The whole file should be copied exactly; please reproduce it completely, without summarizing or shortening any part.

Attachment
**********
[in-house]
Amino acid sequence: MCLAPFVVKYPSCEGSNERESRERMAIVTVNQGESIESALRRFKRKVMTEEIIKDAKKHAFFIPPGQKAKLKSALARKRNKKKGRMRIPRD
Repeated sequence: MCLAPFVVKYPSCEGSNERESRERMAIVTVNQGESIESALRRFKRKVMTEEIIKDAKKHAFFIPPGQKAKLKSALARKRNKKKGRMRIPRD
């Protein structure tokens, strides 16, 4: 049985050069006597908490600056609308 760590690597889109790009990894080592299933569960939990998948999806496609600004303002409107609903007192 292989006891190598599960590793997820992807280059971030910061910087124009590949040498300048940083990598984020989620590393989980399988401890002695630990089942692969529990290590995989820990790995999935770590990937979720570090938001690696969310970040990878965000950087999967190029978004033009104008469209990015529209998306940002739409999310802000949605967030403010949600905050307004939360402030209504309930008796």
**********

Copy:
[in-house]
Amino acid sequence: MCLAPFVVKYPSCEGSNERESRERMAIVTVNQGESIESALRRFKRKVMTEEIIKDAKKHAFFIPPGQKAKLKSALARKRNKKKGRMRIPRD
Repeated sequence: MCLAPFVVKYPSCEGSNERESRERMAIVTVNQGESIESALRRFKRKVMTEEIIKDAKKHAFFIPPGQKAKLKSALARKRNKKKGRMRIPRD
């Protein structure tokens, strides 16, 4: 049985050069006597908490600056609308 760590690597889109790009990894080592299933569960939990998948999806496609600004303002409107609903007192 292989006891190598599960590793997820992807280059971030910061910087124009590949040498300048940083990598984020989620590393989980399988401890002695630990089942692969529990290590995989820990790995999935770590990937979720570090938001690696969310970040990878965000950087999967190029978004033009104008469209990015529209998306940002739409999310802000949605967030403010949600905050307004939360402030209504309930008796």